Batching Mental Transaction Costs

There’s a popular American pastime that involves flinging dollar bills at scantily clad dancers. Canada, Europe, and the UK lack small-denomination banknotes, so strip club patrons have limited ability to express appreciation for their performers. Customers can either pelt the dancers with coins, which is rude; or shower them with large bills, which is extravagant. The transaction costs are unnecessarily high, and onstage tipping is rare.

In Australia, the smallest banknote is a five. While living in Sydney, I discovered (not from personal experience!) that gentlemen’s clubs sell fake banknotes for guests to use as tips. The dancers exchange the fake dollars for real money at the end of the night.

Fake dollars for sale at a gentlemen’s club in Sydney. Why did they model their money after USD instead of Aussie banknotes? Also, I bet the US $2 bill would have much wider adoption if the note featured a pole dancer instead of Thomas Jefferson. He already has the nickel! How bout some diversity, come on.

How terribly exploitative! Instead of peer-to-peer payments, the house intermediates every transaction with self-issued fiat. It probably even takes a cut.

But… maybe it’s not so bad. I endured many a childhood birthday party at Chuck E. Cheese, where parents would hand each kid a stack of tokens and set them loose. Tokens could be used to pay for rides and games and candy, and were functionally equivalent to a quarter.

We already have quarters. Why did Chuck E. Cheese go through the hassle of minting its own coinage when it could have simply installed a laundromat change machine?

Chuck E. Cheese tokens come in a jumbo plastic cup, just like a real casino.

Chuck E. Cheese and Aussie strip clubs employ the same brilliant strategy of batching mental transactions. Every monetary exchange incurs a cognitive cost, if from nothing more than the conscious decision to spend money. The overhead is nominal for most standard transactions, but relatively massive compared to a micropayment.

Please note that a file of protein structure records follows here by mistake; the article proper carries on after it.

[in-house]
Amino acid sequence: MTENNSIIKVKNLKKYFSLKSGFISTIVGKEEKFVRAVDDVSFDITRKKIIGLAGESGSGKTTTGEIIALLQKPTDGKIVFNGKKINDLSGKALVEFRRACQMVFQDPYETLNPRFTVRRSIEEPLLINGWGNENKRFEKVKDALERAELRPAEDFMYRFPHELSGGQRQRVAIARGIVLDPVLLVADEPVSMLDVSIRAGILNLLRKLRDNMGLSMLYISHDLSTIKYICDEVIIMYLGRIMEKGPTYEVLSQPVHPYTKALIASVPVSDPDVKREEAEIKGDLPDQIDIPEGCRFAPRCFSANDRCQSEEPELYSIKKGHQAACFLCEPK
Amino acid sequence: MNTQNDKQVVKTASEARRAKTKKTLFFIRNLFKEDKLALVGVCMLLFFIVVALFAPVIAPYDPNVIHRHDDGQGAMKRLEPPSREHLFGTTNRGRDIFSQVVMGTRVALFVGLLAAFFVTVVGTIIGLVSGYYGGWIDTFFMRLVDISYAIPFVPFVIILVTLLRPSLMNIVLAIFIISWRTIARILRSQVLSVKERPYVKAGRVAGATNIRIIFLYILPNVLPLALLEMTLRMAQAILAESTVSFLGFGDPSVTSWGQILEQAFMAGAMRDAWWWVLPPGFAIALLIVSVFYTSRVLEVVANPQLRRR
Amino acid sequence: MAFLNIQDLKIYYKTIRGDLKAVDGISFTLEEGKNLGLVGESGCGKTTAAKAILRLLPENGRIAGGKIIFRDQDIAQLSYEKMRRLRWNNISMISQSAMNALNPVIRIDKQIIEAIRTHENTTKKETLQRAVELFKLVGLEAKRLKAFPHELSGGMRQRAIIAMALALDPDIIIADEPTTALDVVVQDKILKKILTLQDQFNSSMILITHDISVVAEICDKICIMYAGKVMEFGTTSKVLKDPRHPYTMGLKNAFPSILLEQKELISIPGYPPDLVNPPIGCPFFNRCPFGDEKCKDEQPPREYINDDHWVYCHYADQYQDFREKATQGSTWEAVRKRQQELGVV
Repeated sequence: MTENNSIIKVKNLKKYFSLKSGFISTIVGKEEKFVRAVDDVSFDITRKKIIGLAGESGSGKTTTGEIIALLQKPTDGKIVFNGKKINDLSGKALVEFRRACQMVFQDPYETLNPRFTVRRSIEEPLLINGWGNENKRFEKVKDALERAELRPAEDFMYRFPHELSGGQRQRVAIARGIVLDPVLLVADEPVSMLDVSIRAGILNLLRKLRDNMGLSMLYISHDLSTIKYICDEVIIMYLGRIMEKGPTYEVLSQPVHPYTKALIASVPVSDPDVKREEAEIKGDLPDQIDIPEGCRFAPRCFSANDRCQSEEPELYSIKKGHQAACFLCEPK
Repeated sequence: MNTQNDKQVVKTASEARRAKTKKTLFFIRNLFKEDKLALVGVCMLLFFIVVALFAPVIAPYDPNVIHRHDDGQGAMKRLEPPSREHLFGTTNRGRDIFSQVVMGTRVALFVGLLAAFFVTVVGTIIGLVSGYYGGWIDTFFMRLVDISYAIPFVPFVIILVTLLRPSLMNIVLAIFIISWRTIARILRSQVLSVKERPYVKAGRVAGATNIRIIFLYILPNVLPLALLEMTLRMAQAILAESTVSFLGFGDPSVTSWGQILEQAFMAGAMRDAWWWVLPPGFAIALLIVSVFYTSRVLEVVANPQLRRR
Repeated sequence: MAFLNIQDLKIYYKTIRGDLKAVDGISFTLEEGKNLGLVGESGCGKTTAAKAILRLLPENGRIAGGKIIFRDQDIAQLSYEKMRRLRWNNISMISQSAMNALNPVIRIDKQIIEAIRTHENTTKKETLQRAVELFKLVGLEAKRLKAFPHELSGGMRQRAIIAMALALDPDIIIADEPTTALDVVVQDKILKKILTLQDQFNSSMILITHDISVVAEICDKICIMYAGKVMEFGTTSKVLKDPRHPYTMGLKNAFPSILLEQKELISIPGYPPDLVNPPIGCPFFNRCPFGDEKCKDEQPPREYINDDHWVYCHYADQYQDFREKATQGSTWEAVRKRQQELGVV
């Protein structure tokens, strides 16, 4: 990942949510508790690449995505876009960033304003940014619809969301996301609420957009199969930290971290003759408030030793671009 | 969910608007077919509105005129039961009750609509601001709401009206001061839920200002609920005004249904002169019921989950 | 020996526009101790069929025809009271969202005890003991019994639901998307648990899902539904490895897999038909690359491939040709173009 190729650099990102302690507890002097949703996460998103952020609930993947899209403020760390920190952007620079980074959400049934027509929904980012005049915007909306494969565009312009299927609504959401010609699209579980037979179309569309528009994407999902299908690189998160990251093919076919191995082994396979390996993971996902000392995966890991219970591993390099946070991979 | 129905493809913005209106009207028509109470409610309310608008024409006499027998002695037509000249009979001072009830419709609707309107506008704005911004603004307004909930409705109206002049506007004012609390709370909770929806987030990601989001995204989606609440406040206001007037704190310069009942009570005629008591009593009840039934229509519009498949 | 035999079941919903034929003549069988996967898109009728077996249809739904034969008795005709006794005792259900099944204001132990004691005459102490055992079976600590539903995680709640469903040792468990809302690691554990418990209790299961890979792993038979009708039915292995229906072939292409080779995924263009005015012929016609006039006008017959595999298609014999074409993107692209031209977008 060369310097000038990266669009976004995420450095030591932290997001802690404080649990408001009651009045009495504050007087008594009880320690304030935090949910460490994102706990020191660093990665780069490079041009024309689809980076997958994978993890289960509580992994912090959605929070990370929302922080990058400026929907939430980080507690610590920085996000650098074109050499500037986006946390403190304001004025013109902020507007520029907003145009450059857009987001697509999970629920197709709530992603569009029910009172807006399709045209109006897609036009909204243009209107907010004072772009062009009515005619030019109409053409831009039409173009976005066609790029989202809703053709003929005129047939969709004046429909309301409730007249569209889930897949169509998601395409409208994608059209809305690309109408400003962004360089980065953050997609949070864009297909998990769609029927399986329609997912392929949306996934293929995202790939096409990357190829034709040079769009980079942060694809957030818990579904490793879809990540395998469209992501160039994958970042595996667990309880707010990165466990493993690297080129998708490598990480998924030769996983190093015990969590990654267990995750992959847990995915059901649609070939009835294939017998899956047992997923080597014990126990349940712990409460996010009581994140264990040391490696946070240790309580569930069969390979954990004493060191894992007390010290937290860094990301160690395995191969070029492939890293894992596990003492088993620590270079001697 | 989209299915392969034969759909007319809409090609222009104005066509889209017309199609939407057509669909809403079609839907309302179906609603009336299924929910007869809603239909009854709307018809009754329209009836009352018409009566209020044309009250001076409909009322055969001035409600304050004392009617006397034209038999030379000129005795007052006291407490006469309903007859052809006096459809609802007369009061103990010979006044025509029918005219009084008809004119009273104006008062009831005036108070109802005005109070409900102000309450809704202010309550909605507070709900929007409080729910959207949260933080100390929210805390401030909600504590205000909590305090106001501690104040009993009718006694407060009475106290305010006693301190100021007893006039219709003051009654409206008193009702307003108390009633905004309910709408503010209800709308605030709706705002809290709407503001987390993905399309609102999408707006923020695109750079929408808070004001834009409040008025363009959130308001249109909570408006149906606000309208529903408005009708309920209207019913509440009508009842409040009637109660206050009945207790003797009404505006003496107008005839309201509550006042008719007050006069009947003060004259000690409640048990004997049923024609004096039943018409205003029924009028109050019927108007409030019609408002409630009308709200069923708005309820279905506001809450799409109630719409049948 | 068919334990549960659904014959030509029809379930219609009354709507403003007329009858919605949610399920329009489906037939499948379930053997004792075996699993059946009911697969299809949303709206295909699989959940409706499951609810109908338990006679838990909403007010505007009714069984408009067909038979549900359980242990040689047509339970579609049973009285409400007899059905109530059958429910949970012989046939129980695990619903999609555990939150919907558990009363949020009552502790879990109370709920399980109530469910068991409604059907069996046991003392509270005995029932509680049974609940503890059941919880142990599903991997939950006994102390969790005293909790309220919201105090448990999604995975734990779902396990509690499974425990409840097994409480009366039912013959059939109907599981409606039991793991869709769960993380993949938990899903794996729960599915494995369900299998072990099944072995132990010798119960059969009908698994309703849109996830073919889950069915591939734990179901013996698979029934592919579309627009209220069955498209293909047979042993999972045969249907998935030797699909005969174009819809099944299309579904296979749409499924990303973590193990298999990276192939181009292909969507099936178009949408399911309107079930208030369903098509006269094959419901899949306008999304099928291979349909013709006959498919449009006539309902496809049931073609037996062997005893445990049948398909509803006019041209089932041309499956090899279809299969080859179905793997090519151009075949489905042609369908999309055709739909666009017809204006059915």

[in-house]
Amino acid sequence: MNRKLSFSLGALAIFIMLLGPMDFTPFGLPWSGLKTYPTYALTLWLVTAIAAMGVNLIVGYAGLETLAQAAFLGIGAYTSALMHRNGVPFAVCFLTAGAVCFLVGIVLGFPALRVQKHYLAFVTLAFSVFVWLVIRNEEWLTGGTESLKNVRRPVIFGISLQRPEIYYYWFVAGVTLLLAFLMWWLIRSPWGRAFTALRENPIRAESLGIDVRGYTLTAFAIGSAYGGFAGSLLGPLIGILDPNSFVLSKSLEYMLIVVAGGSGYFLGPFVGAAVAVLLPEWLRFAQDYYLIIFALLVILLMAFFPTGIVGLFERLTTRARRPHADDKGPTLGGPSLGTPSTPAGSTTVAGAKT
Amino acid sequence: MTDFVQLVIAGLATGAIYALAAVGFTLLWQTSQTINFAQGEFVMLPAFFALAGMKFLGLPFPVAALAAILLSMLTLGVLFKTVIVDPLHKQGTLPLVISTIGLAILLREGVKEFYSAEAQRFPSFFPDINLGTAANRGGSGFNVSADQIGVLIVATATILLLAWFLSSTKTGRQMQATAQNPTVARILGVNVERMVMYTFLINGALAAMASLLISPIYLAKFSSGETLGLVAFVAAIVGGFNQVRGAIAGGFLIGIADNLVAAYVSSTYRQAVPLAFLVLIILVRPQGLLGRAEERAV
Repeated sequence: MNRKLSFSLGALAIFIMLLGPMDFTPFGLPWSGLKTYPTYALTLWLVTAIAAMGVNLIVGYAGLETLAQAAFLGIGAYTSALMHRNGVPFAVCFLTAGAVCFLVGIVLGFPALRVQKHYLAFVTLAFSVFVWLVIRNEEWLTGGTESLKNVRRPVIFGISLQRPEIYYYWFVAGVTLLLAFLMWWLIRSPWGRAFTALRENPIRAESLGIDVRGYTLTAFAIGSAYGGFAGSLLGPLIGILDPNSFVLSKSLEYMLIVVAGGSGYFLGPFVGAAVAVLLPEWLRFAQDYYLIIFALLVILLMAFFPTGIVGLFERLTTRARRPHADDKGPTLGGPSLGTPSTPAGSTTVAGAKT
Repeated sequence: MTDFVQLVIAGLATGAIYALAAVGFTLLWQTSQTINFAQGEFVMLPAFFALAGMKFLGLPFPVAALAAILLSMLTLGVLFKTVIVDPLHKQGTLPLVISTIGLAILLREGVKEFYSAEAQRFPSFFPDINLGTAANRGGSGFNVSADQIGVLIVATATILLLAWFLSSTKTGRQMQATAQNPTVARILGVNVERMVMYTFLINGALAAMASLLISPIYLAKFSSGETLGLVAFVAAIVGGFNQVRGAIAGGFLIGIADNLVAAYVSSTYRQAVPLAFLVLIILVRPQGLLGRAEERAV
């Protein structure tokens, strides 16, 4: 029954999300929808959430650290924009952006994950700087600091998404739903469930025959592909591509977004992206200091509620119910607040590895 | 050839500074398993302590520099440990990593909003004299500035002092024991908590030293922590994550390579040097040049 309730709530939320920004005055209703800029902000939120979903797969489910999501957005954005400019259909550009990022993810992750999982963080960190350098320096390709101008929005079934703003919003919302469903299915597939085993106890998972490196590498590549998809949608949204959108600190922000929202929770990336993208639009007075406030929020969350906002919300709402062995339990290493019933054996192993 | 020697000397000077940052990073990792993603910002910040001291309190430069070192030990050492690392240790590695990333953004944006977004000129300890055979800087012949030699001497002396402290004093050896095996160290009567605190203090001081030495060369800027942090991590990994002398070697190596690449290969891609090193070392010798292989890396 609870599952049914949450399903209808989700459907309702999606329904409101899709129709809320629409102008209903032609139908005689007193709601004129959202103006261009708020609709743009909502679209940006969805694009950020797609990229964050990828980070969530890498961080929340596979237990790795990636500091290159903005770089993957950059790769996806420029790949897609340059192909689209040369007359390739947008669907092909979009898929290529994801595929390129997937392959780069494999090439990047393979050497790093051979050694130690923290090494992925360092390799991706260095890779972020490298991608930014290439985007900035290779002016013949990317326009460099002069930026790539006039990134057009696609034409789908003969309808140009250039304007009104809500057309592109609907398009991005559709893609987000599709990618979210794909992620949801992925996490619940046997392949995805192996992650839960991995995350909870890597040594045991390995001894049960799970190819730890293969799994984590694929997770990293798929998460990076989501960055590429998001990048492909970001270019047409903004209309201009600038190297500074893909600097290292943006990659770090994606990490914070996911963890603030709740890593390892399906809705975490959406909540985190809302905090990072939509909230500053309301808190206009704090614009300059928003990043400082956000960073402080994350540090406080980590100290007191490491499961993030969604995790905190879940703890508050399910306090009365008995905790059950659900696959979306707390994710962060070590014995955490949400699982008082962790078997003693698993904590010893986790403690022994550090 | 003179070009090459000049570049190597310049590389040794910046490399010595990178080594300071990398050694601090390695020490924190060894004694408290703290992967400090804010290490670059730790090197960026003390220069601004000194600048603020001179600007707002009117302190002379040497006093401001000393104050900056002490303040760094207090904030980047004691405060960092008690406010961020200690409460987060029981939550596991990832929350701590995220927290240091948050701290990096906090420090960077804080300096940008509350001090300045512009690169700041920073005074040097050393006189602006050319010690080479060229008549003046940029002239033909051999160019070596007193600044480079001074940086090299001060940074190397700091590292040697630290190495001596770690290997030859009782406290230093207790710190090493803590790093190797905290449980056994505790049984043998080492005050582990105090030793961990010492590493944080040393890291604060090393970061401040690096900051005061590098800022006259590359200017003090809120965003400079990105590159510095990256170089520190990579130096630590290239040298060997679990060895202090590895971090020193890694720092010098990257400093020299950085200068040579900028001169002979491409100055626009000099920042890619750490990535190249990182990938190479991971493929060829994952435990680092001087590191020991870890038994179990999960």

By forcing customers to make a large upfront commitment, these establishments avoid imposing a cognitive load on every subsequent exchange.

Casinos employ the same strategy with poker chips and slot tokens: Gamblers wager more freely with play money they’ve already bought. Sure they can cash out, but that’s an additional transaction cost.

People have been failing to effectuate micropayments since the early days of the internet. A machine-payable web, where you pay for the content you consume, or pay-per-byte internet protocols – these sound like great ways to finely optimize the allocation of resources. But no matter what fancy new technology is employed – Digicash! Millicent! FirstVirtual! CyberCash! Blockchain! – micropayments never cease to be a bad idea.

And now the Bitcoin Lightning Network. With instant transactions and exceptionally low fees, This Time is Different.

Maybe. A user funds a Lightning channel with the intention of fully spending its contents (it is a hot wallet after all, and costs money to cash out). In these early days, each channel has limited utility. If a channel commitment represents a one-way payment for a certain set of services, then it functions more like a subscription fee than a series of microtransactions. Like buying a stack of tokens at Chuck E. Cheese.

This model isnt great for Lightning-as-a-liquidity-provider, but it does bode well for Lightning-as-enabler-of-micropayments. Who knows.

Virtual tipping. A great application for Lightning.

See Also:
The Transaction Costs of Tokenizing Everything

Redactable Bitcoin

Update: I made some redactions corrections.

Bitcoin people frequently criticize banks for claiming to build blockchains while discarding proof-of-work, so here comes Accenture with their own version of a blockchain. It keeps Bitcoin’s proof-of-work, and adds a master key.